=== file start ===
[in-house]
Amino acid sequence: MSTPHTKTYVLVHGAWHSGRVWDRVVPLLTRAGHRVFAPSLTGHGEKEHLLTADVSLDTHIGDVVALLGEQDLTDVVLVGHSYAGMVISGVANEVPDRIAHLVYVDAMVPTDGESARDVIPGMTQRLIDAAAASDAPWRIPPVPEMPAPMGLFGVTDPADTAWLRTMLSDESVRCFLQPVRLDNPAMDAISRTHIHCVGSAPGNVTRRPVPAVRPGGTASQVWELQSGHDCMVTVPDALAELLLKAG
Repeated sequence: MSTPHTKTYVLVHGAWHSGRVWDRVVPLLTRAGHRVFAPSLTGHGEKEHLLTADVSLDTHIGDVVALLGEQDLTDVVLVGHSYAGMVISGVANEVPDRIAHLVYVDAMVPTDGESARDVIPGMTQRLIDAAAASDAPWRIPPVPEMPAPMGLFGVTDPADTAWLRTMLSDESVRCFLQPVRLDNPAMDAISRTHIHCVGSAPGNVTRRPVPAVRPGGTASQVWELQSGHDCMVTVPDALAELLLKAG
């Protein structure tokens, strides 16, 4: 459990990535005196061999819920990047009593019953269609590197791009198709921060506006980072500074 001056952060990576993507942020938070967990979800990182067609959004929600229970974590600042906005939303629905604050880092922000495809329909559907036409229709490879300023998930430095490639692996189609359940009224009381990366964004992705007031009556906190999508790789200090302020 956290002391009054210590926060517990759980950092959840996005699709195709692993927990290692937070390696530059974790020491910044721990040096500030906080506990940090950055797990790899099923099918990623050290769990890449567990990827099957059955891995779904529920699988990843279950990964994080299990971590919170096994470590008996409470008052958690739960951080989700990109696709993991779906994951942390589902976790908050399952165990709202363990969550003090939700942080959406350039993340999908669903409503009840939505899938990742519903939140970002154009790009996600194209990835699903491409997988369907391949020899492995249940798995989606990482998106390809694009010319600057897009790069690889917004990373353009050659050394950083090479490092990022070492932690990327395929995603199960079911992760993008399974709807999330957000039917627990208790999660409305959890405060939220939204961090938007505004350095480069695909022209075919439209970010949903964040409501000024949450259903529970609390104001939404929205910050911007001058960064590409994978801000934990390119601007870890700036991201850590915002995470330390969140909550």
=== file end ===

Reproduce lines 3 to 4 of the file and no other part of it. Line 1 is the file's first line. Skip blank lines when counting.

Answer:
Repeated sequence: MSTPHTKTYVLVHGAWHSGRVWDRVVPLLTRAGHRVFAPSLTGHGEKEHLLTADVSLDTHIGDVVALLGEQDLTDVVLVGHSYAGMVISGVANEVPDRIAHLVYVDAMVPTDGESARDVIPGMTQRLIDAAAASDAPWRIPPVPEMPAPMGLFGVTDPADTAWLRTMLSDESVRCFLQPVRLDNPAMDAISRTHIHCVGSAPGNVTRRPVPAVRPGGTASQVWELQSGHDCMVTVPDALAELLLKAG
């Protein structure tokens, strides 16, 4: 459990990535005196061999819920990047009593019953269609590197791009198709921060506006980072500074 001056952060990576993507942020938070967990979800990182067609959004929600229970974590600042906005939303629905604050880092922000495809329909559907036409229709490879300023998930430095490639692996189609359940009224009381990366964004992705007031009556906190999508790789200090302020 956290002391009054210590926060517990759980950092959840996005699709195709692993927990290692937070390696530059974790020491910044721990040096500030906080506990940090950055797990790899099923099918990623050290769990890449567990990827099957059955891995779904529920699988990843279950990964994080299990971590919170096994470590008996409470008052958690739960951080989700990109696709993991779906994951942390589902976790908050399952165990709202363990969550003090939700942080959406350039993340999908669903409503009840939505899938990742519903939140970002154009790009996600194209990835699903491409997988369907391949020899492995249940798995989606990482998106390809694009010319600057897009790069690889917004990373353009050659050394950083090479490092990022070492932690990327395929995603199960079911992760993008399974709807999330957000039917627990208790999660409305959890405060939220939204961090938007505004350095480069695909022209075919439209970010949903964040409501000024949450259903529970609390104001939404929205910050911007001058960064590409994978801000934990390119601007870890700036991201850590915002995470330390969140909550």